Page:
I would not want to be accused of committing the ‘No True Scotsman’ fallacy, but one would have to wonder what this fellow’s real reasons were for becoming an ‘Atheist’ and then subsequently returning to the Theist fold. Was he made aware of some compelling evidence in favor of the authenticity of the Biblical account or was it emotional need that brought him back in? My bet would be on the latter.

    The story of Suplita returning to his ‘faith’ after ‘falling away’ is not that surprising. It may be nothing more than a form of homecoming. It can be lonely outside the family faith and sometimes truth will be sacrificed in the interests of comfort, fellowship and the resolution of conflict.

    Posted by eheffa | July 14, 2011, 5:13 pm
  7. Hey Will, I came across a topic on RRS, that kinda relates to this.

    Basically an atheist blogger took 15 people [8 Christians, 6 atheists] and asked them four questions. In the first round, the questions were about their atheism, so the atheists answered honestly, and the Christians answered AS IF they were atheists.

    In the next round, it was the reverse. It asked about their Christianity, the Christians answered honestly, and the atheists answered AS IF they were Christians.

    Well, it turns out that it didn’t turn out well. Many Christians fooled people to think they’re atheist, and many atheists fooled people to think they’re Christian.

    The relevant links are in this topic

    It’s not a scientific study of course, but interesting none the less.

    I thought you might be interested!

    Posted by Alison | July 22, 2011, 9:55 pm
  8. Alison, that is interesting. Definitely — as you say — not scientific, but it does provoke some thoughts. Among them, what are the giveaways when someone pretends to be an atheist/christian?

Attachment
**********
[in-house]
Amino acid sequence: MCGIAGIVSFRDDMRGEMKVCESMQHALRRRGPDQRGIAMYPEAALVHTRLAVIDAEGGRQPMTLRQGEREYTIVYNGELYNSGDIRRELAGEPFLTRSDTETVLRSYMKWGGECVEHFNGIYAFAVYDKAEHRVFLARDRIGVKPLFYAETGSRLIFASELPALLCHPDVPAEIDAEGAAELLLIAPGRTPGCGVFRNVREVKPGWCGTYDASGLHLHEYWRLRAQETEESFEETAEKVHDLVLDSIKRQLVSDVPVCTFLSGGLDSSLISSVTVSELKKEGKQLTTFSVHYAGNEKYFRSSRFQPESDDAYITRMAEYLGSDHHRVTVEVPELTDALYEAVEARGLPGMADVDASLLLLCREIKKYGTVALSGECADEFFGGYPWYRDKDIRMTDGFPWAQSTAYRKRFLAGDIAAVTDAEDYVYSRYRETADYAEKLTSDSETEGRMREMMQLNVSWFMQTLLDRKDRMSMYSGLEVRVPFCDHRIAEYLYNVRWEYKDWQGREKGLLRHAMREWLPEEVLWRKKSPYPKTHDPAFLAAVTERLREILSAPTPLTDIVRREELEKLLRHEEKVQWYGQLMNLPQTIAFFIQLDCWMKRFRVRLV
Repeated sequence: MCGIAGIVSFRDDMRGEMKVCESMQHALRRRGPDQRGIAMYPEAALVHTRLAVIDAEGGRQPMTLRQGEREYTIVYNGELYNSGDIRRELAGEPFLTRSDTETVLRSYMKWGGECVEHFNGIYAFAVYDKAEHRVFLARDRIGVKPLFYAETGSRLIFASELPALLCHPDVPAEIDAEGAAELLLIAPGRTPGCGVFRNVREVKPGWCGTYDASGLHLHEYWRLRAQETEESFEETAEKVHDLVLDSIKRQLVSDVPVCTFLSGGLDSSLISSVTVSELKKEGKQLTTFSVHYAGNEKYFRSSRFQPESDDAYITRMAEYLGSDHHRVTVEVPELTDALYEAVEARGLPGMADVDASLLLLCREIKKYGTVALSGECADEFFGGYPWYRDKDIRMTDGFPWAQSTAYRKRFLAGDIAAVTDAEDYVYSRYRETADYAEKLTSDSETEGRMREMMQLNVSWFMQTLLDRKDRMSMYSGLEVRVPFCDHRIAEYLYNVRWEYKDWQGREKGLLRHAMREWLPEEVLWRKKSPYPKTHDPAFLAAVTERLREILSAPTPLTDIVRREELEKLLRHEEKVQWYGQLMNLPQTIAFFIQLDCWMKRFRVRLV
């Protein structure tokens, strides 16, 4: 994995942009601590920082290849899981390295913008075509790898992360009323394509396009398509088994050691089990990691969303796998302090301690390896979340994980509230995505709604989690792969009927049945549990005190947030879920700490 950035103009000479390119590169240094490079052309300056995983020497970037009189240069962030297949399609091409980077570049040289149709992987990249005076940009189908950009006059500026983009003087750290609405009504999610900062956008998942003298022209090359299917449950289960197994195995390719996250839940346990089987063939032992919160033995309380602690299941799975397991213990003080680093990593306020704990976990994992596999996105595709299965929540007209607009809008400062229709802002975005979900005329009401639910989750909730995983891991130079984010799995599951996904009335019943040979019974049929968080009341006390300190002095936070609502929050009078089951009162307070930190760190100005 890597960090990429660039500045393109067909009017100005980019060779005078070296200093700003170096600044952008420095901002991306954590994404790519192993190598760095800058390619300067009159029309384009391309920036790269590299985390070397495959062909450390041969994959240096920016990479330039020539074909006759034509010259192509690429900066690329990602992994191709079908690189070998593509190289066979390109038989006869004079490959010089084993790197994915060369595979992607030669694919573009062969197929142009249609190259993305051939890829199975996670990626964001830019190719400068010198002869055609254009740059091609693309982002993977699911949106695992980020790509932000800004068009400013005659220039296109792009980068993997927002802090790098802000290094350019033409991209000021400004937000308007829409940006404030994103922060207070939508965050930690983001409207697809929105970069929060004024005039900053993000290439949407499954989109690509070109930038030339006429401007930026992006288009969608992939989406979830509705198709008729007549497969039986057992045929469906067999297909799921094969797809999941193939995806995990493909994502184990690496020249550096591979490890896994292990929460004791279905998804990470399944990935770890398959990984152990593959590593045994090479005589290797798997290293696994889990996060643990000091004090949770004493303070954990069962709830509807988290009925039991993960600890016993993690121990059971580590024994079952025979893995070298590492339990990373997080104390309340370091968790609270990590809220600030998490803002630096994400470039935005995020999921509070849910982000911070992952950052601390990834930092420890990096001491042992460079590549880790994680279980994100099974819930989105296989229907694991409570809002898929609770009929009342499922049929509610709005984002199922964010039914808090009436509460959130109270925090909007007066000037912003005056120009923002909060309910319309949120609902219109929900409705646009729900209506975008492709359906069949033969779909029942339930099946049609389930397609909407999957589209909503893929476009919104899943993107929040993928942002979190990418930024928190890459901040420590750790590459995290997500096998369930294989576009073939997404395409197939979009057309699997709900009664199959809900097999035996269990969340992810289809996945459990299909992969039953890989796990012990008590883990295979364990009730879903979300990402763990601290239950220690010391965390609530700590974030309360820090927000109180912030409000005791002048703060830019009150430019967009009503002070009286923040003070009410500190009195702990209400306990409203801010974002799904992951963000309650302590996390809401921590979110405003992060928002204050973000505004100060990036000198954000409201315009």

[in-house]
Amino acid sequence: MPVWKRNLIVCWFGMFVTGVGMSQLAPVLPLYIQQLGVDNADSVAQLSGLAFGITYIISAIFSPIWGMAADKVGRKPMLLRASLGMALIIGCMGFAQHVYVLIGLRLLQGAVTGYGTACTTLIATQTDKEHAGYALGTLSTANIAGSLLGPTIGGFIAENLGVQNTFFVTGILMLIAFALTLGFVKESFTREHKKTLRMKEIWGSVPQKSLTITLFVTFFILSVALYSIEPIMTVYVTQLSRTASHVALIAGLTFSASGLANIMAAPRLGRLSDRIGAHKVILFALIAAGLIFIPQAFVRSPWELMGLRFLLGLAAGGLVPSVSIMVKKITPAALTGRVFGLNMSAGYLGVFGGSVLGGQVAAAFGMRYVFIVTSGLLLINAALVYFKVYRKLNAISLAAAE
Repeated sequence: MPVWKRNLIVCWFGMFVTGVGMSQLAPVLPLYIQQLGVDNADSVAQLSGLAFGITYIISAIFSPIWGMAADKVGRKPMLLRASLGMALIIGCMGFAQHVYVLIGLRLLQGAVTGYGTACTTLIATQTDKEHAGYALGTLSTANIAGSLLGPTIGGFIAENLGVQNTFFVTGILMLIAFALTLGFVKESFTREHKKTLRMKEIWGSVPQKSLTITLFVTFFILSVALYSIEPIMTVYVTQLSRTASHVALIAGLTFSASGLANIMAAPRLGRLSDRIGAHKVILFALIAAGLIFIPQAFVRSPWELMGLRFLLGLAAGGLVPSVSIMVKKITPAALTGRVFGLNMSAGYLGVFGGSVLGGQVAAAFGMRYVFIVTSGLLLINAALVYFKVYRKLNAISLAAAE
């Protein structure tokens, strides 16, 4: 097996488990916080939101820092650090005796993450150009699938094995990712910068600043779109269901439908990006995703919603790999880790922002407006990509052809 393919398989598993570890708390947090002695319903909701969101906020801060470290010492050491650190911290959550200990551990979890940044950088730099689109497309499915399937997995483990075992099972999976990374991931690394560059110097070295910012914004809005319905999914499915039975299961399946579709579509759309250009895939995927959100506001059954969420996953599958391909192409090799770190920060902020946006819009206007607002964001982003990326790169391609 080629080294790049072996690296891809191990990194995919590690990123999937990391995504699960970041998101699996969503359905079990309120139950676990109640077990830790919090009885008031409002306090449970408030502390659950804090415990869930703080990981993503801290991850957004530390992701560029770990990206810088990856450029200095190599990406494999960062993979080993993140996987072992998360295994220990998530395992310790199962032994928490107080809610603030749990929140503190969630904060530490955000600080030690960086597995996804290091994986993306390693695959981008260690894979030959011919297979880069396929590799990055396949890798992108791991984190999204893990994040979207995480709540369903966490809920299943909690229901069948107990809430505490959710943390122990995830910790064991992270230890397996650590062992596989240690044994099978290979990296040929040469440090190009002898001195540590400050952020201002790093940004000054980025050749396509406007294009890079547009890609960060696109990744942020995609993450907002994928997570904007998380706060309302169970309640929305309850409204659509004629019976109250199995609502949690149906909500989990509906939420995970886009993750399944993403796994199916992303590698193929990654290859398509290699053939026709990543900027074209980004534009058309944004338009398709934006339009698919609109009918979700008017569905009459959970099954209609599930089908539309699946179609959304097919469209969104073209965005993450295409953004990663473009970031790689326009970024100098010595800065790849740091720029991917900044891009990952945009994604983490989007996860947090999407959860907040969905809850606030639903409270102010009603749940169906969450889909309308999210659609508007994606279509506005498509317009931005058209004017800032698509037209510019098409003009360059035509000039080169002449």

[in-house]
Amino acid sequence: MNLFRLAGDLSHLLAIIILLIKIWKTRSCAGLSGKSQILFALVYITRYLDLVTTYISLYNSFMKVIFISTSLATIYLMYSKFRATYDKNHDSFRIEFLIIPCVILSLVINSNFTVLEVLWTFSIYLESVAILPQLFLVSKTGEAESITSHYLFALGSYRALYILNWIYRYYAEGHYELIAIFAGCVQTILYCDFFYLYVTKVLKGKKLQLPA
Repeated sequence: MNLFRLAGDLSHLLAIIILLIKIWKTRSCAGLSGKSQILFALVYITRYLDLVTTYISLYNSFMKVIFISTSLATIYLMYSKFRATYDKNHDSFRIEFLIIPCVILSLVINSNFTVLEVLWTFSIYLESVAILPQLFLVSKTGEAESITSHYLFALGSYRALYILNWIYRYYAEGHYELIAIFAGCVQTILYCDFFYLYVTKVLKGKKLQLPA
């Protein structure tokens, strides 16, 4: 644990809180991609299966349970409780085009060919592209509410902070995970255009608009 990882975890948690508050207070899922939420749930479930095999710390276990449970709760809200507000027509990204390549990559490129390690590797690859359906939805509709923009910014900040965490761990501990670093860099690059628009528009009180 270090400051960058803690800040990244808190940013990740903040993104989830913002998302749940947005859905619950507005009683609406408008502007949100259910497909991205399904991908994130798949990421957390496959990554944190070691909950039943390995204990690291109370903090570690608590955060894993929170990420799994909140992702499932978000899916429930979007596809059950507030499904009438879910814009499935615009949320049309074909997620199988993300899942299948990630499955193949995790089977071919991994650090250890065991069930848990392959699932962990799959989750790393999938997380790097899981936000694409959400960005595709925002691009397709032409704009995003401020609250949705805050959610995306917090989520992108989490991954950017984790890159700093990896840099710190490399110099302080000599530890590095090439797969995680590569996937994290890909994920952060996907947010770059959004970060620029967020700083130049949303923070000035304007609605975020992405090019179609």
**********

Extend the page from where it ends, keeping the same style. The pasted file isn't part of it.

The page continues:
Lots of people seem to think it’s about the “facts,” but I’ve never felt like that was a big indicator. Oh, sure… if someone doesn’t even know the very basics of evolution and gets into a conversation about it, that’s a dead giveaway. But disbelief in evolution is only one part of the big picture, and unless that’s specifically what’s being discussed, it’s a non-starter.

    I’ve generally found that subtle inferences towards design, or comfort, or more “philosophical” questions are the giveaways. Things they’ve heard in church so often that they don’t even realize they’ve insinuated themselves into the lexicon. When I was modding for RRS, the first clue I would get was often a new “atheist” going on and on about no gods but then slipping and using a phrase like “in spite of the lack of purpose” or something like that. Most atheists (on RRS) would not think that “lack of purpose” was a hindrance to disbelief.

    So… like a lot of things, I think it’s context dependent. It might, for instance, be able to attend an atheist conference and pretend to be atheist than to post on a contrarian board like RRS. I know I’ve found it remarkably easy to infiltrate Christian conferences, church services, etc. But then… I was a Christian for a couple of decades, so I know the routines.

    Posted by Living Life Without a Net | July 23, 2011, 11:53 am
  9. I just now saw this separate publication in Living Without. I learned a lot about my TRUE motivations and what I have REALLY believed or not believed from reading the comments section! 🙂

    Posted by Rich S. | October 11, 2011, 5:34 pm